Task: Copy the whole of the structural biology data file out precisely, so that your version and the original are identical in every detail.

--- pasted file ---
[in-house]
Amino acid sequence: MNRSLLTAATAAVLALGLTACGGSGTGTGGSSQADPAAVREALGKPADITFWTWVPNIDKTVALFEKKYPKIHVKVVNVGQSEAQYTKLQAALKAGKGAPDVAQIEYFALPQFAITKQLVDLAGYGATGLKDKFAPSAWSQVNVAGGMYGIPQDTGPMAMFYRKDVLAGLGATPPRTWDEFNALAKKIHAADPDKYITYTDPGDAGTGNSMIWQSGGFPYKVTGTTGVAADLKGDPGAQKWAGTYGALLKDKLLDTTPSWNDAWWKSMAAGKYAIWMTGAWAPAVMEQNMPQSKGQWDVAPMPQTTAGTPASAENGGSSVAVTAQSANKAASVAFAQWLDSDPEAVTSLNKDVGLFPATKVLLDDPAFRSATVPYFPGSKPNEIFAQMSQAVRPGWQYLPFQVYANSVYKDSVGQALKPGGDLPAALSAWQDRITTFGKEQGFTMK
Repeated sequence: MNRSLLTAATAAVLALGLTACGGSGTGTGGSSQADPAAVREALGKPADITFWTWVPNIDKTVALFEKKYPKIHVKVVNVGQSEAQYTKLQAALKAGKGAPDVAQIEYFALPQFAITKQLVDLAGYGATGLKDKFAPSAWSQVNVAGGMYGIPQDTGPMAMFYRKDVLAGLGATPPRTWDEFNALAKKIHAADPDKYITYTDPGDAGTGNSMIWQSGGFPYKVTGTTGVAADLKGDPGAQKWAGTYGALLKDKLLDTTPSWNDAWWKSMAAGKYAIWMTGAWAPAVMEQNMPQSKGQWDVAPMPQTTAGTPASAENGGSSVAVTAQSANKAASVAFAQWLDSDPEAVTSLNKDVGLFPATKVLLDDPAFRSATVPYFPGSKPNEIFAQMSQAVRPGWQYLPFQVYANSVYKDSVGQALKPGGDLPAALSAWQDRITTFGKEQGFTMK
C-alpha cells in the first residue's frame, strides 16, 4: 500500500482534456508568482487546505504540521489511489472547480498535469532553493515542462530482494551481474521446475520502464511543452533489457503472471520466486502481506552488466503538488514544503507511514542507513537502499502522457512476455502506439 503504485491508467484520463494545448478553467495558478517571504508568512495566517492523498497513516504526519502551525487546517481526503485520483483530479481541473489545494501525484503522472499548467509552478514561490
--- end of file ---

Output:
[in-house]
Amino acid sequence: MNRSLLTAATAAVLALGLTACGGSGTGTGGSSQADPAAVREALGKPADITFWTWVPNIDKTVALFEKKYPKIHVKVVNVGQSEAQYTKLQAALKAGKGAPDVAQIEYFALPQFAITKQLVDLAGYGATGLKDKFAPSAWSQVNVAGGMYGIPQDTGPMAMFYRKDVLAGLGATPPRTWDEFNALAKKIHAADPDKYITYTDPGDAGTGNSMIWQSGGFPYKVTGTTGVAADLKGDPGAQKWAGTYGALLKDKLLDTTPSWNDAWWKSMAAGKYAIWMTGAWAPAVMEQNMPQSKGQWDVAPMPQTTAGTPASAENGGSSVAVTAQSANKAASVAFAQWLDSDPEAVTSLNKDVGLFPATKVLLDDPAFRSATVPYFPGSKPNEIFAQMSQAVRPGWQYLPFQVYANSVYKDSVGQALKPGGDLPAALSAWQDRITTFGKEQGFTMK
Repeated sequence: MNRSLLTAATAAVLALGLTACGGSGTGTGGSSQADPAAVREALGKPADITFWTWVPNIDKTVALFEKKYPKIHVKVVNVGQSEAQYTKLQAALKAGKGAPDVAQIEYFALPQFAITKQLVDLAGYGATGLKDKFAPSAWSQVNVAGGMYGIPQDTGPMAMFYRKDVLAGLGATPPRTWDEFNALAKKIHAADPDKYITYTDPGDAGTGNSMIWQSGGFPYKVTGTTGVAADLKGDPGAQKWAGTYGALLKDKLLDTTPSWNDAWWKSMAAGKYAIWMTGAWAPAVMEQNMPQSKGQWDVAPMPQTTAGTPASAENGGSSVAVTAQSANKAASVAFAQWLDSDPEAVTSLNKDVGLFPATKVLLDDPAFRSATVPYFPGSKPNEIFAQMSQAVRPGWQYLPFQVYANSVYKDSVGQALKPGGDLPAALSAWQDRITTFGKEQGFTMK
C-alpha cells in the first residue's frame, strides 16, 4: 500500500482534456508568482487546505504540521489511489472547480498535469532553493515542462530482494551481474521446475520502464511543452533489457503472471520466486502481506552488466503538488514544503507511514542507513537502499502522457512476455502506439 503504485491508467484520463494545448478553467495558478517571504508568512495566517492523498497513516504526519502551525487546517481526503485520483483530479481541473489545494501525484503522472499548467509552478514561490